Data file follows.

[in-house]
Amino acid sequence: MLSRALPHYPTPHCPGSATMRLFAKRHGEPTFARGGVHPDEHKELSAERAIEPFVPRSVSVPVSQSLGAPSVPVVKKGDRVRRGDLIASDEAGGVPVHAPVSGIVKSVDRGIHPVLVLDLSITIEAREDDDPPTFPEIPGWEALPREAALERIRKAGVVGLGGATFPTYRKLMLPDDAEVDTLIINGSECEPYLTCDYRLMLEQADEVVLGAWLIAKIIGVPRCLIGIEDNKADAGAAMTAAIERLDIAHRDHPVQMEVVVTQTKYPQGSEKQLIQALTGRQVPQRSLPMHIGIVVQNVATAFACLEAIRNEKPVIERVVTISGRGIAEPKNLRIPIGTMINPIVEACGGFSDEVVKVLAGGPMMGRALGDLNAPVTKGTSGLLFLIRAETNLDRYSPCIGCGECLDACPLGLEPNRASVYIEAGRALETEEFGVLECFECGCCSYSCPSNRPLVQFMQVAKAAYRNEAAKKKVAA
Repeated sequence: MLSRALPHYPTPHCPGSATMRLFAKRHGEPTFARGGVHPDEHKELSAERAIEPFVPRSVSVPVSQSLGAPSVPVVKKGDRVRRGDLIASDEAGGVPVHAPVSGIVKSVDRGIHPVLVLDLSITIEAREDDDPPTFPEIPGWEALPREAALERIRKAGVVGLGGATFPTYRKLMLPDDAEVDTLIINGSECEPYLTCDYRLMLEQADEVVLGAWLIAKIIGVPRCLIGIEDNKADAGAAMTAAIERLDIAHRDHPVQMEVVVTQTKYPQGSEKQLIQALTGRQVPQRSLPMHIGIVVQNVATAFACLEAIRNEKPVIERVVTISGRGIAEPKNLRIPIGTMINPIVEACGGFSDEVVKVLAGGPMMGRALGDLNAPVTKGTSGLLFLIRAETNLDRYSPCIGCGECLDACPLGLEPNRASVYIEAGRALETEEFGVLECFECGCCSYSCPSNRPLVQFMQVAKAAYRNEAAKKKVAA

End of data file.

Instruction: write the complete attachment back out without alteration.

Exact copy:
[in-house]
Amino acid sequence: MLSRALPHYPTPHCPGSATMRLFAKRHGEPTFARGGVHPDEHKELSAERAIEPFVPRSVSVPVSQSLGAPSVPVVKKGDRVRRGDLIASDEAGGVPVHAPVSGIVKSVDRGIHPVLVLDLSITIEAREDDDPPTFPEIPGWEALPREAALERIRKAGVVGLGGATFPTYRKLMLPDDAEVDTLIINGSECEPYLTCDYRLMLEQADEVVLGAWLIAKIIGVPRCLIGIEDNKADAGAAMTAAIERLDIAHRDHPVQMEVVVTQTKYPQGSEKQLIQALTGRQVPQRSLPMHIGIVVQNVATAFACLEAIRNEKPVIERVVTISGRGIAEPKNLRIPIGTMINPIVEACGGFSDEVVKVLAGGPMMGRALGDLNAPVTKGTSGLLFLIRAETNLDRYSPCIGCGECLDACPLGLEPNRASVYIEAGRALETEEFGVLECFECGCCSYSCPSNRPLVQFMQVAKAAYRNEAAKKKVAA
Repeated sequence: MLSRALPHYPTPHCPGSATMRLFAKRHGEPTFARGGVHPDEHKELSAERAIEPFVPRSVSVPVSQSLGAPSVPVVKKGDRVRRGDLIASDEAGGVPVHAPVSGIVKSVDRGIHPVLVLDLSITIEAREDDDPPTFPEIPGWEALPREAALERIRKAGVVGLGGATFPTYRKLMLPDDAEVDTLIINGSECEPYLTCDYRLMLEQADEVVLGAWLIAKIIGVPRCLIGIEDNKADAGAAMTAAIERLDIAHRDHPVQMEVVVTQTKYPQGSEKQLIQALTGRQVPQRSLPMHIGIVVQNVATAFACLEAIRNEKPVIERVVTISGRGIAEPKNLRIPIGTMINPIVEACGGFSDEVVKVLAGGPMMGRALGDLNAPVTKGTSGLLFLIRAETNLDRYSPCIGCGECLDACPLGLEPNRASVYIEAGRALETEEFGVLECFECGCCSYSCPSNRPLVQFMQVAKAAYRNEAAKKKVAA